We are busy professional wedding photographers, who also shoot events, portraits, real estate, products, and artworks. Our primary focus in terms of computers, software, and systems is wedding photography.
Our history of editing RAW files
For years, let’s be specific, right from the very beginning in 2006, we used Lightroom to edit our RAW files. Prior to this, we were using a combination of camera-specific Kodak and Nikon Raw processing software, finishing files in Photoshop. That was a long tedious process. Lightroom was revolutionary and did what it said on the tin. It saved lots of time and sort of introduced digital asset management.
Over the years, we soldiered on with Lightroom. As it evolved, it bloated and became resource hungry. For us adding lots of features, but then making it so resource-hungry, that users needed a new computer was not intuitive.
Now we only use Capture One for editing RAW files, and Photoshop for any finishing.
Lightroom started to affect our productivity
In about 2012, things got a bit silly, Lightroom version 4 was great in some respects, but the minor version changes made it slower and slower.
With software being a bottleneck, we started to look elsewhere, Capture One looked interesting, but was not quite there for us. We continued with Lightroom, frustrated by sluggishness and freezing. Roll on to 2014, and Capture One perked our attention again, with the release of Version 8.
Testing Lightroom next to Capture One
At this point, we were being totally frustrated with Lightroom. Something had to give. With an open-minded interest, we started to test Capture One next to Lightroom on the same computer and did a side by side comparison.
We happened to be setting up a new high spec Windows workstation. After installing the latest version of Windows, we then only installed the latest offerings of Capture One (version 8), and Lightroom (version 4). We were expecting both packages to fly. We were very surprised by what happened next.
Taking the same selection of 1200 Nikon RAW files into each piece of software, Capture One simply flew, whereas Lightroom was still running in full syrup edition mode. Looking long and hard at both the hardware and software configuration; nothing we could see explained the lack of performance from Lightroom.
Frustration is not why we changed to using Capture One
As busy photographers, changing an integral part of our systems was a big deal. We had a tried and tested routine. For this reason, for a while, we carried on using Lightroom, whilst tentatively flirting with Capture One.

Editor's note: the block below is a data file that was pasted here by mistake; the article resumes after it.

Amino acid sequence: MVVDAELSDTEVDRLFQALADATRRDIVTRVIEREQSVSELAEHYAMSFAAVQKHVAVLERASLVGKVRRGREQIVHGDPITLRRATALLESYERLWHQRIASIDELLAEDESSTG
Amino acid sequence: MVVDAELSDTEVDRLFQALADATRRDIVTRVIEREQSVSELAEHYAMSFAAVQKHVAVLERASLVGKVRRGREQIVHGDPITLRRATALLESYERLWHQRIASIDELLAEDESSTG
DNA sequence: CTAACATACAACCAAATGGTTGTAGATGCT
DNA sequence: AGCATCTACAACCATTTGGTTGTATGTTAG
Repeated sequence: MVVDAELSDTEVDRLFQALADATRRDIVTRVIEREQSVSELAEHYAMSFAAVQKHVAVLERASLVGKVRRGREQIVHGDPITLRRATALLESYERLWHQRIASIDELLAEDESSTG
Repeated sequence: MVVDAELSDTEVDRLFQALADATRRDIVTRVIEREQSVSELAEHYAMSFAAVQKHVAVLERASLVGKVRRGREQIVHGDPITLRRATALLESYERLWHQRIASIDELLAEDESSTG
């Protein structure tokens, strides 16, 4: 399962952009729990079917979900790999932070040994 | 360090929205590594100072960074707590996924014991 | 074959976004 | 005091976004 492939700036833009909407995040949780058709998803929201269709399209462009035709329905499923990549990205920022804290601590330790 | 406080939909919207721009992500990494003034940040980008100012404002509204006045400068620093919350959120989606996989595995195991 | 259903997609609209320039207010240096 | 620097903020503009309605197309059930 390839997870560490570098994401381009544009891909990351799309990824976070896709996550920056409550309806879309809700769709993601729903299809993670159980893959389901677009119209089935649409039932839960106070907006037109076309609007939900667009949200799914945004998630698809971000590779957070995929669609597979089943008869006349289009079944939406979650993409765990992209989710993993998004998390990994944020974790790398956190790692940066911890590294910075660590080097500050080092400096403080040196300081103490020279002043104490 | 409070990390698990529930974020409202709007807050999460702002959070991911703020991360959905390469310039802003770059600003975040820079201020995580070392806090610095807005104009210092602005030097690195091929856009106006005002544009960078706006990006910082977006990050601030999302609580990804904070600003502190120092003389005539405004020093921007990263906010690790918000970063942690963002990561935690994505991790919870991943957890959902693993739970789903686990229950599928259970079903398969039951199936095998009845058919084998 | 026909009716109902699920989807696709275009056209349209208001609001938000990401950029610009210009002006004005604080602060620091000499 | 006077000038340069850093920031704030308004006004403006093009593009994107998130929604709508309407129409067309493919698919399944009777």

The massive speed difference between Capture One and Lightroom was greatly impressing us. All aspects were so much faster, including ingest, editing to exporting. It was night and day different, but what was really impressive was the image quality.
Quality trumps everything
We then started to look at the actual images. Side by side, Capture One was pulling so much more out of our RAW files. The image quality was outstanding in comparison. The way Capture one deals with colour was really standing out to us too. For this one reason, we jumped ship. Quality trumps everything for us. But other things about Capture One were grabbing our attention.
Professional, not frivolous
You know that lens debate. The one that involves pixel peeping, and shooting test charts, and arguing about sharpness. We see the same issue with editing software. The sorts of folks that worry about which lens is minutely sharper are usually the ones dissecting every single software feature, comparing them side by side and always wanting something else.
In some respects, we feel that’s where Lightroom lost its way, adding feature after feature to its RAW editing software, bloating it and not resolving the knock-on performance issues,
Capture One is designed with professionals in mind
As shooters first, we feel that RAW editing software, is just a tool for us in getting our job done. Capture One just seemed to have the features we needed, no more, no less. The philosophy behind it had workflows in mind, and we could build an un-distracted workspace, with just what we needed.
Just like a professional camera has fewer features, distracting controls and buttons, than a consumer camera, We feel that Phase One had concentrated on developing Capture One, with just the features that professional photographers needed.